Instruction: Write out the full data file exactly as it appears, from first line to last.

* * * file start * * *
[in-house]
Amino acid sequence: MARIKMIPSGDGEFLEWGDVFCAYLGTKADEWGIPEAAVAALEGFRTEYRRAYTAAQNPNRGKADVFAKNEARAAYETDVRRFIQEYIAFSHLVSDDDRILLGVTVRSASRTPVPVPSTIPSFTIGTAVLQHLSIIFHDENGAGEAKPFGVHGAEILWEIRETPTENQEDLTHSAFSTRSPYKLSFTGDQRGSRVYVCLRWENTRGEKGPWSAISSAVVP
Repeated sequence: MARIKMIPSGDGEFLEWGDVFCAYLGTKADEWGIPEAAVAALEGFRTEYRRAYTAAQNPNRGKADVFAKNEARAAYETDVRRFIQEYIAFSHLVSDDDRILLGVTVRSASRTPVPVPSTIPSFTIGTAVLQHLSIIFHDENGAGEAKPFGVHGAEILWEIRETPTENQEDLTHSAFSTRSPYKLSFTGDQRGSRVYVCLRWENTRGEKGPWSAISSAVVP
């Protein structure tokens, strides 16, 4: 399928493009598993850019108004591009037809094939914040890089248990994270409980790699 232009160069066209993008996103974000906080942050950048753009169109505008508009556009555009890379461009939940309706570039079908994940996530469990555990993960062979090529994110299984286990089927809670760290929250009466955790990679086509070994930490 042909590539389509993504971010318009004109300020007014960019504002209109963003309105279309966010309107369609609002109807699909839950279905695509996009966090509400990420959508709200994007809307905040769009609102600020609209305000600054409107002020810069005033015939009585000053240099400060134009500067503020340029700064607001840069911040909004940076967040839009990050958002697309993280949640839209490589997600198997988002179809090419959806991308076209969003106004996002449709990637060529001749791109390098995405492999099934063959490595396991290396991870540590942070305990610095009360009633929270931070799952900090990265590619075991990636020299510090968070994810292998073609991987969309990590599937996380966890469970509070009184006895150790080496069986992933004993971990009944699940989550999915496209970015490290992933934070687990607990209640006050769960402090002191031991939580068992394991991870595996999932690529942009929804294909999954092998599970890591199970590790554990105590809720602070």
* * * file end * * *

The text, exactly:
[in-house]
Amino acid sequence: MARIKMIPSGDGEFLEWGDVFCAYLGTKADEWGIPEAAVAALEGFRTEYRRAYTAAQNPNRGKADVFAKNEARAAYETDVRRFIQEYIAFSHLVSDDDRILLGVTVRSASRTPVPVPSTIPSFTIGTAVLQHLSIIFHDENGAGEAKPFGVHGAEILWEIRETPTENQEDLTHSAFSTRSPYKLSFTGDQRGSRVYVCLRWENTRGEKGPWSAISSAVVP
Repeated sequence: MARIKMIPSGDGEFLEWGDVFCAYLGTKADEWGIPEAAVAALEGFRTEYRRAYTAAQNPNRGKADVFAKNEARAAYETDVRRFIQEYIAFSHLVSDDDRILLGVTVRSASRTPVPVPSTIPSFTIGTAVLQHLSIIFHDENGAGEAKPFGVHGAEILWEIRETPTENQEDLTHSAFSTRSPYKLSFTGDQRGSRVYVCLRWENTRGEKGPWSAISSAVVP
């Protein structure tokens, strides 16, 4: 399928493009598993850019108004591009037809094939914040890089248990994270409980790699 232009160069066209993008996103974000906080942050950048753009169109505008508009556009555009890379461009939940309706570039079908994940996530469990555990993960062979090529994110299984286990089927809670760290929250009466955790990679086509070994930490 042909590539389509993504971010318009004109300020007014960019504002209109963003309105279309966010309107369609609002109807699909839950279905695509996009966090509400990420959508709200994007809307905040769009609102600020609209305000600054409107002020810069005033015939009585000053240099400060134009500067503020340029700064607001840069911040909004940076967040839009990050958002697309993280949640839209490589997600198997988002179809090419959806991308076209969003106004996002449709990637060529001749791109390098995405492999099934063959490595396991290396991870540590942070305990610095009360009633929270931070799952900090990265590619075991990636020299510090968070994810292998073609991987969309990590599937996380966890469970509070009184006895150790080496069986992933004993971990009944699940989550999915496209970015490290992933934070687990607990209640006050769960402090002191031991939580068992394991991870595996999932690529942009929804294909999954092998599970890591199970590790554990105590809720602070």